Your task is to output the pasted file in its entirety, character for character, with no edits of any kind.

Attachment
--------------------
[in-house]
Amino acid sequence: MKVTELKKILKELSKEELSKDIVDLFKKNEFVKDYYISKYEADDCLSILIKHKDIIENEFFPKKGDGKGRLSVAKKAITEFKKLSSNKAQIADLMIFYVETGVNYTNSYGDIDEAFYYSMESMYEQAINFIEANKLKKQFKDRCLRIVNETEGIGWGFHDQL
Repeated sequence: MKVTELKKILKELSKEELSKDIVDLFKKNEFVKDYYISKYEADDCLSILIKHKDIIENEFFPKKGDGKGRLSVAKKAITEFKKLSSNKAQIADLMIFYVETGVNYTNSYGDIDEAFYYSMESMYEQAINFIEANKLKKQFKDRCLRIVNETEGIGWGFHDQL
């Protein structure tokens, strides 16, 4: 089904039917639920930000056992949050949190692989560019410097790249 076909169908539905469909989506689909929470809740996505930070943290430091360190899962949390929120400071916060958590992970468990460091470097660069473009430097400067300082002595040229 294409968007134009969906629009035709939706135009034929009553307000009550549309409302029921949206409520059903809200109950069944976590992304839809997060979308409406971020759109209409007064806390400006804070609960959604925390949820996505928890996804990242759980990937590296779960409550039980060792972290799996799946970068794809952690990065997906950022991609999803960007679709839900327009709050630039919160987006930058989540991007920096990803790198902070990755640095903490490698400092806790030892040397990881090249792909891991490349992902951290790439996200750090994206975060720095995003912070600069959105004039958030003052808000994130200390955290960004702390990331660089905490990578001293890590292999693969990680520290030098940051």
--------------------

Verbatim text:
[in-house]
Amino acid sequence: MKVTELKKILKELSKEELSKDIVDLFKKNEFVKDYYISKYEADDCLSILIKHKDIIENEFFPKKGDGKGRLSVAKKAITEFKKLSSNKAQIADLMIFYVETGVNYTNSYGDIDEAFYYSMESMYEQAINFIEANKLKKQFKDRCLRIVNETEGIGWGFHDQL
Repeated sequence: MKVTELKKILKELSKEELSKDIVDLFKKNEFVKDYYISKYEADDCLSILIKHKDIIENEFFPKKGDGKGRLSVAKKAITEFKKLSSNKAQIADLMIFYVETGVNYTNSYGDIDEAFYYSMESMYEQAINFIEANKLKKQFKDRCLRIVNETEGIGWGFHDQL
């Protein structure tokens, strides 16, 4: 089904039917639920930000056992949050949190692989560019410097790249 076909169908539905469909989506689909929470809740996505930070943290430091360190899962949390929120400071916060958590992970468990460091470097660069473009430097400067300082002595040229 294409968007134009969906629009035709939706135009034929009553307000009550549309409302029921949206409520059903809200109950069944976590992304839809997060979308409406971020759109209409007064806390400006804070609960959604925390949820996505928890996804990242759980990937590296779960409550039980060792972290799996799946970068794809952690990065997906950022991609999803960007679709839900327009709050630039919160987006930058989540991007920096990803790198902070990755640095903490490698400092806790030892040397990881090249792909891991490349992902951290790439996200750090994206975060720095995003912070600069959105004039958030003052808000994130200390955290960004702390990331660089905490990578001293890590292999693969990680520290030098940051």